According to the article, Supervisor Dennis Gabryszak said he has spoken to Rep. Jack Quinn (R-Hamburg) about the possibility of getting funds from the Federal Aviation Administration to help residents install airtight windows or insulate their homes. Before applying for federal funds, the Niagara Frontier Transportation Authority (NFTA) must conduct a study to determine if noise mitigation measures are warranted, and so far, town officials have not approached NFTA. The article says that in 1990, the Town Board asked the NFTA to conduct a noise study, but no study was done and no federal money materialized. Gabryszak said he hopes circumstances have changed since then, as a new federal airport bill and new provisions on aircraft noise are anticipated. Gabryszak added that the airport noise problem is a quality-of-life issue for the people of the town, and he wants to pursue a solution to it.

Meanwhile, some residents near the airport say that the aircraft noise is annoying, but they have gotten used to it. Gary Kernen, who has lived on Broad Street for 25 years, said the air traffic is not as bad as it was four or five years ago. But he added, that in the summer, with the windows open, "you can't even turn the TV up loud enough." Another Broad Street resident, Valerie Meyers, said if she's on the phone at a peak air traffic time, she has to stop talking till the plane passes. Resident Joy Boye, who has lived at Cayuga Road and Rogers Drive across from the airport for nearly a dozen years, said she doesn't pay much attention to the noise except sometimes in the summer when the doors and windows are open. Jill Woody of Rogers Drive said she and her family also have learned to ignore the noise overhead. But, she added, if they had to buy a house again, it would be in a quieter neighborhood. Because her family is planning on staying in their home, she said she would welcome anything that cuts down on the noise.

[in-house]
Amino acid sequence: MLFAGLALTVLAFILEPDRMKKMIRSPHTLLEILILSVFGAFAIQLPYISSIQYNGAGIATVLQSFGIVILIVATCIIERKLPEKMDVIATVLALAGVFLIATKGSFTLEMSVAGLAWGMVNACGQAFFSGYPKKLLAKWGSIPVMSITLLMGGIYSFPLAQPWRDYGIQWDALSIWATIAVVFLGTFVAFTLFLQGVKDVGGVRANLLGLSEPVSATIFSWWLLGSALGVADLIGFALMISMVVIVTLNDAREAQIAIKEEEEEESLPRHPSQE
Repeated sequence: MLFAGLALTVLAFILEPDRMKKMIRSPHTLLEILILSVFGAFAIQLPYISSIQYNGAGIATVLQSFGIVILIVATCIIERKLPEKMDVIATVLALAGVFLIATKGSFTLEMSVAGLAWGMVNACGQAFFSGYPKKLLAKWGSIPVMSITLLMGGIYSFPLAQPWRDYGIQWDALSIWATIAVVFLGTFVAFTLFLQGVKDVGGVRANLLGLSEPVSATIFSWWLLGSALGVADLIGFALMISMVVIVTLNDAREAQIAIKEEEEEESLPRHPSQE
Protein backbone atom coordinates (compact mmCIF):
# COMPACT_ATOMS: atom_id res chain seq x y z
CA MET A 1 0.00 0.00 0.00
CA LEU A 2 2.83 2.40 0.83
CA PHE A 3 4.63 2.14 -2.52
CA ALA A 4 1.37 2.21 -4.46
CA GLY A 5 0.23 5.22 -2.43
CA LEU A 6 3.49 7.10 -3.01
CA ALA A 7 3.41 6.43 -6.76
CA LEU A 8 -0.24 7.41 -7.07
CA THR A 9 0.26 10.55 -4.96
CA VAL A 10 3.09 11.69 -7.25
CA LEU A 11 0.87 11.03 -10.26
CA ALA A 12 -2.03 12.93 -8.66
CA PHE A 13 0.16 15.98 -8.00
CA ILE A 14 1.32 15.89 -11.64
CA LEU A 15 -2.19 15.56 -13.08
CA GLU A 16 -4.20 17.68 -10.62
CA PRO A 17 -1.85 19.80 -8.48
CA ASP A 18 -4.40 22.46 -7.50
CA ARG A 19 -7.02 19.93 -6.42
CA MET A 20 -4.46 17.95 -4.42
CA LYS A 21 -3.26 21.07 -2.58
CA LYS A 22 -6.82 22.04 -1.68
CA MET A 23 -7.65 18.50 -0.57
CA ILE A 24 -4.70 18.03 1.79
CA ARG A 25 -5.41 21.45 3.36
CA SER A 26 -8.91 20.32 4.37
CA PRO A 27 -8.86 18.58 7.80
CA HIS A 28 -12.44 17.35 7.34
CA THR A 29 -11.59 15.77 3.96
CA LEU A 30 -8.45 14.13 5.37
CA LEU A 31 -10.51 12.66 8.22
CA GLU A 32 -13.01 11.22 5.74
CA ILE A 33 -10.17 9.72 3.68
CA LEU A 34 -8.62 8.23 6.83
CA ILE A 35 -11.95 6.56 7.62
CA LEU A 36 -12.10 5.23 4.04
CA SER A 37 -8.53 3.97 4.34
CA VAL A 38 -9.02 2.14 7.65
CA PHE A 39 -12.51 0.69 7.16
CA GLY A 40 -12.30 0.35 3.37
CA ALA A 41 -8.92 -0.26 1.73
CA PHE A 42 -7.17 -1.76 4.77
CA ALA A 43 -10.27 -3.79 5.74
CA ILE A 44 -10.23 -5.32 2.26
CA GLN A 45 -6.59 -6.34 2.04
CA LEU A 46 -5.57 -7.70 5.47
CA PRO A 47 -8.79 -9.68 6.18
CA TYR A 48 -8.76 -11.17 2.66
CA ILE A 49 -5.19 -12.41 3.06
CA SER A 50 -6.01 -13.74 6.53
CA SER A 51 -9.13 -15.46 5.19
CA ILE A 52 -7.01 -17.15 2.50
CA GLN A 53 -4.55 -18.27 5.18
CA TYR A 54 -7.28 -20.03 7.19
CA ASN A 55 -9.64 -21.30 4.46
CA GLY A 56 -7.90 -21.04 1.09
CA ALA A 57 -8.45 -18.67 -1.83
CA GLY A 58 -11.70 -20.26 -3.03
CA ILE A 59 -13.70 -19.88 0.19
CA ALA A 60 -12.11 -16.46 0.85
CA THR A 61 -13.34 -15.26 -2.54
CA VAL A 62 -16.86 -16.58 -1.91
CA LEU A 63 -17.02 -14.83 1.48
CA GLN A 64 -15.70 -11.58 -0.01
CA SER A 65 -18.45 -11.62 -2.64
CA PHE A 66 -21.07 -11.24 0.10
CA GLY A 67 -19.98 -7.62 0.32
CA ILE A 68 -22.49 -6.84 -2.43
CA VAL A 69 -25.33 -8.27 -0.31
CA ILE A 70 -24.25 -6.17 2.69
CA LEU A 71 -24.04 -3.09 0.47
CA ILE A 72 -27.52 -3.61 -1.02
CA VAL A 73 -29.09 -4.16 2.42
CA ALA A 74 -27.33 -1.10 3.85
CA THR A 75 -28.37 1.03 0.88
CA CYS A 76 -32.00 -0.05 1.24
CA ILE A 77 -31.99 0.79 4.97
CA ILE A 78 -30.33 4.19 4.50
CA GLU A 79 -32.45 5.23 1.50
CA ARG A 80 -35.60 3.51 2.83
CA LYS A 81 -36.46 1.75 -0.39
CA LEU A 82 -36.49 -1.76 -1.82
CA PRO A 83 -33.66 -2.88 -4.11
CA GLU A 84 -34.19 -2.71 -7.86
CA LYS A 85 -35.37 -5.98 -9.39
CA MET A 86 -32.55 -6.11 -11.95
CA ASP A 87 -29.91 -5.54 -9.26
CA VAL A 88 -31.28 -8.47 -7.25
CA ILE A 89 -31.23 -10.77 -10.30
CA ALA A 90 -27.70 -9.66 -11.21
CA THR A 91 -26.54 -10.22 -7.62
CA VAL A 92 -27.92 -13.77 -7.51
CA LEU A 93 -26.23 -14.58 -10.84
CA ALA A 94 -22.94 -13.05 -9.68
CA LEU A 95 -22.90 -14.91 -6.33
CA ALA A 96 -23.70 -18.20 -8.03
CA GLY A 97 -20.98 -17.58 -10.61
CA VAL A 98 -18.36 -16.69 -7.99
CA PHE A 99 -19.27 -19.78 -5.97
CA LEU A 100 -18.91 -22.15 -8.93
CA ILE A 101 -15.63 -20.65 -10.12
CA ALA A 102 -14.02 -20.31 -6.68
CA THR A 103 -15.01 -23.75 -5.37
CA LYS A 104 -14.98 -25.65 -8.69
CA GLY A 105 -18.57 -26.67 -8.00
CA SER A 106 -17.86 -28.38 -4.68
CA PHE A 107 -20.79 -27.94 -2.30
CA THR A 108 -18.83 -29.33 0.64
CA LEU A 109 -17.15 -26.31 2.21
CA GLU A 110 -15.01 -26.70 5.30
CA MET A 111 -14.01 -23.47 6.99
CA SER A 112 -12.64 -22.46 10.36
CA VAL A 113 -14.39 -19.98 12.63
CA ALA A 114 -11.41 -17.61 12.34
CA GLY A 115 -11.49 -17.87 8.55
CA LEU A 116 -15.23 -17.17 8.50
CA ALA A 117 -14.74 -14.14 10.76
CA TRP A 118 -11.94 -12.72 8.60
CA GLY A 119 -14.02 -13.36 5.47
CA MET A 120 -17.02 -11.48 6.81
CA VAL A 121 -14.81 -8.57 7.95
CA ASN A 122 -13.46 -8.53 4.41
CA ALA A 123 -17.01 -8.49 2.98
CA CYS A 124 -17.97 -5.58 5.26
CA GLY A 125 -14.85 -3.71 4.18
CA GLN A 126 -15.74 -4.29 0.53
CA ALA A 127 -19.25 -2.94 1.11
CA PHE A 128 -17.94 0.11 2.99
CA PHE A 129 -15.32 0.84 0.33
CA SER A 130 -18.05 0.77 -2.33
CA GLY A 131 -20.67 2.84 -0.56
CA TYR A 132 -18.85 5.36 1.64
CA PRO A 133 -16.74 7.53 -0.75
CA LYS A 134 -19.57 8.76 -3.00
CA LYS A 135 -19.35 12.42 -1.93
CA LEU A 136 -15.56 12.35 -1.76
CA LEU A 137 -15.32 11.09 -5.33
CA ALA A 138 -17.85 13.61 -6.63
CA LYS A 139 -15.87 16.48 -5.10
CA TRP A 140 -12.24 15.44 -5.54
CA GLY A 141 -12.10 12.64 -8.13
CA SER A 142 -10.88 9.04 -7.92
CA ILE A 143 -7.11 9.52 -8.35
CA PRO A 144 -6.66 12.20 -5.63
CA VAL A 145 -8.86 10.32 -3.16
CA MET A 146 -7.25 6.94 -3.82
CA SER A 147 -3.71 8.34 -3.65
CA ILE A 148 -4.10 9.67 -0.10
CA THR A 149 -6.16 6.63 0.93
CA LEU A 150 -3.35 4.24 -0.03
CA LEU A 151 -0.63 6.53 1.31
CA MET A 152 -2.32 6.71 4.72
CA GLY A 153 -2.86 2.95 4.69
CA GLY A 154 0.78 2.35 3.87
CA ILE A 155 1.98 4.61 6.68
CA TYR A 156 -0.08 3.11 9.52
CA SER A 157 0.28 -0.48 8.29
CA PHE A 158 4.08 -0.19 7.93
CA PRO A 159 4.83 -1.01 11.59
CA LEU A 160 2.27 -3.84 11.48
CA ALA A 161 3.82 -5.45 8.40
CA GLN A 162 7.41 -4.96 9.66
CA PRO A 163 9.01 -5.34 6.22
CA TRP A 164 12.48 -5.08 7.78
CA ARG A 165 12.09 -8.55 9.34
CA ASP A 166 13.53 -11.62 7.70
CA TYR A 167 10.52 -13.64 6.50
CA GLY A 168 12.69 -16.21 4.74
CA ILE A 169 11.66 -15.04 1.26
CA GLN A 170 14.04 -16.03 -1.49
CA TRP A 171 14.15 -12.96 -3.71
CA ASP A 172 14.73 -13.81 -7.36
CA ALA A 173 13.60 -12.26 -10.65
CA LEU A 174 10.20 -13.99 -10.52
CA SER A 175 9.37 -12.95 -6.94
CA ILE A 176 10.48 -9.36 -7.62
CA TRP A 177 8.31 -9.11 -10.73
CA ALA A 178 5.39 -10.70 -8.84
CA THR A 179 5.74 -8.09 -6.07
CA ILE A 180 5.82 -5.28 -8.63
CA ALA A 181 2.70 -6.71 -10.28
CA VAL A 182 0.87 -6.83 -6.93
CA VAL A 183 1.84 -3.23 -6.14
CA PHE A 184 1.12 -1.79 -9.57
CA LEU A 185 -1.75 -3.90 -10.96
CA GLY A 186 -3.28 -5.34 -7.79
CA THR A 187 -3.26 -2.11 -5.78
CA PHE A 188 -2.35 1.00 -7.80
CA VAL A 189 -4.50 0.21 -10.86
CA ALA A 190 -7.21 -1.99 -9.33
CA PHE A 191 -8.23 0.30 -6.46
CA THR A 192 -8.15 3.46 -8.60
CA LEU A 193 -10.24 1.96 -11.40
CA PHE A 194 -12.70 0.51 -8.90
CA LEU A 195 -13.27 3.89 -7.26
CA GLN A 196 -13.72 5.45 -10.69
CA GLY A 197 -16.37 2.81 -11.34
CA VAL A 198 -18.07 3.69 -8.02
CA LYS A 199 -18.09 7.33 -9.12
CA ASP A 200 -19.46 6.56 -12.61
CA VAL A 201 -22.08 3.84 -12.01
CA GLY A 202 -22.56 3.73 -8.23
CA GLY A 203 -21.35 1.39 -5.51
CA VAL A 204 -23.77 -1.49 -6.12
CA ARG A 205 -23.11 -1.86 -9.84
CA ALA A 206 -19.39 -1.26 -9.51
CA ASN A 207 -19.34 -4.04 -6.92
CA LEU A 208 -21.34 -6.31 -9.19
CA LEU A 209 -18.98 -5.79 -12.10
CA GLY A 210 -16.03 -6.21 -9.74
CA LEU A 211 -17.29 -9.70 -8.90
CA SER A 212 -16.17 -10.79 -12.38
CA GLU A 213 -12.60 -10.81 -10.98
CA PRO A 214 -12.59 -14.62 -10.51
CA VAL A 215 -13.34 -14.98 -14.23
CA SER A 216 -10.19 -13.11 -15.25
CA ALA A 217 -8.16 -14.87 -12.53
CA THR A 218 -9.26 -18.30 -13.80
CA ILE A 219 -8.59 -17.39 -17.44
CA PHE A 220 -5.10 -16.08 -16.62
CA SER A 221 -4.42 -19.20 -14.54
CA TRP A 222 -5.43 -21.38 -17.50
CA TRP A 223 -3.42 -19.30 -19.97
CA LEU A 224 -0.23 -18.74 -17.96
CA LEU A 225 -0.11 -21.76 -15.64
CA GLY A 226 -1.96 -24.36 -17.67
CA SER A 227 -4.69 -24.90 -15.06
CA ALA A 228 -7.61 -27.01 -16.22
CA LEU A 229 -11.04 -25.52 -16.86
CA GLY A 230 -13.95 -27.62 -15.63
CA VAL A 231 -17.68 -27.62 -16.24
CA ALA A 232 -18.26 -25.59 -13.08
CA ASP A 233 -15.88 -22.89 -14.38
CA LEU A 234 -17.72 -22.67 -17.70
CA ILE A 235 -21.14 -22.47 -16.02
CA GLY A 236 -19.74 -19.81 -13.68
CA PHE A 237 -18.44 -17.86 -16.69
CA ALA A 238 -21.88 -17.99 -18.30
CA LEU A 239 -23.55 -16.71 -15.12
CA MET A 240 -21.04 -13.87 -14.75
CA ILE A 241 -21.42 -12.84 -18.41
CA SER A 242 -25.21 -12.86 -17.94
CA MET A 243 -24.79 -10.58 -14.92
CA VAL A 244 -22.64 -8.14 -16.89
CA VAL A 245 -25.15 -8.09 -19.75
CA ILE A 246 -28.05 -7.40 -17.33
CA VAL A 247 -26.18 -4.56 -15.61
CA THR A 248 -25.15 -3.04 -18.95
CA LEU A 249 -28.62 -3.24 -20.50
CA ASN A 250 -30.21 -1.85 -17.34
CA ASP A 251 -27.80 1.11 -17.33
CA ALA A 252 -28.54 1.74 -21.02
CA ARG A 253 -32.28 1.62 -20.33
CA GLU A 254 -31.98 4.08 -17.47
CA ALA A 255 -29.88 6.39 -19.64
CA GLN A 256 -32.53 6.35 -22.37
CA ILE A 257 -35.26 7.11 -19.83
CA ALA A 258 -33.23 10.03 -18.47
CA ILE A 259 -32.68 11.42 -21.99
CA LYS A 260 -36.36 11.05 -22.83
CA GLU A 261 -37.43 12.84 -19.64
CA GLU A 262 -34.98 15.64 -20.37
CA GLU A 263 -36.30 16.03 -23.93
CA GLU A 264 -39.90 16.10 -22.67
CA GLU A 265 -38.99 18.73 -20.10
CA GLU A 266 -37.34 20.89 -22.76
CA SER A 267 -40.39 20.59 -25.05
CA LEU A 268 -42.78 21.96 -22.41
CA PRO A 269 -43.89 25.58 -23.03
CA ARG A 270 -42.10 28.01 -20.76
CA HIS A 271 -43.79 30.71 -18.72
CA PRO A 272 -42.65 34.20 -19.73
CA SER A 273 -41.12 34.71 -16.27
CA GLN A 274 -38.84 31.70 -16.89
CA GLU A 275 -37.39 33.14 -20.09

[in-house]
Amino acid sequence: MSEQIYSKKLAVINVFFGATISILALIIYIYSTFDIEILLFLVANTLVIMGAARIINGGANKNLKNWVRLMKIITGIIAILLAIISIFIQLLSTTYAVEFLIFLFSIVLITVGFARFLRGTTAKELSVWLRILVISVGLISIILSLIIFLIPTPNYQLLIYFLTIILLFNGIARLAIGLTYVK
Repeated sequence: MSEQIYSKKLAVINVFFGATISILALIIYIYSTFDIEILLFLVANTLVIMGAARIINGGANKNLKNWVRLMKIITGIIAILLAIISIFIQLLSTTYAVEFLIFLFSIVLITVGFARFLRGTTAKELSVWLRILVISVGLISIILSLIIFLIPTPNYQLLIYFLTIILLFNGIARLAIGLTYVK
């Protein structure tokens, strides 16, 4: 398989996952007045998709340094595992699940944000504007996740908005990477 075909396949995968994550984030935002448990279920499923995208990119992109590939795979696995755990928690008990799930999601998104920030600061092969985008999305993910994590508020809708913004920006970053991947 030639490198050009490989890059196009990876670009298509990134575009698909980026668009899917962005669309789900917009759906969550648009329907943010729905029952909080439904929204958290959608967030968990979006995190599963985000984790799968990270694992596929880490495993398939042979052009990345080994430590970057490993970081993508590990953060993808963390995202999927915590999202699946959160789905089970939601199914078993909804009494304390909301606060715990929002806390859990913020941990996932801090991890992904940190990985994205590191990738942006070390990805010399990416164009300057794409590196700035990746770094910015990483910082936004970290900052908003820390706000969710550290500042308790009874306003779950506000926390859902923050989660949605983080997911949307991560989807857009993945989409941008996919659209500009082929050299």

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Chicago's New "Fly Quiet" Program Designed to Get Pilots to Comply With Noise Abatement Procedures

PUBLICATION: Chicago Tribune
DATE: June 27, 1997
SECTION: Editorial; Pg. 20; Zone: N
DATELINE: Chicago, Illinois area

The Chicago Tribune reports in an editorial that although Chicago has had noise abatement procedures in place for years for flights at O'Hare International and Midway Airports, some airline pilots and air-traffic controllers have not been following the procedures, having other priorities on their minds. The editorial says that now, due to the intervention of Mayor Richard Daley and his new commissioner of aviation and their "Fly Quiet" program, the airlines may actually come around and follow the procedures.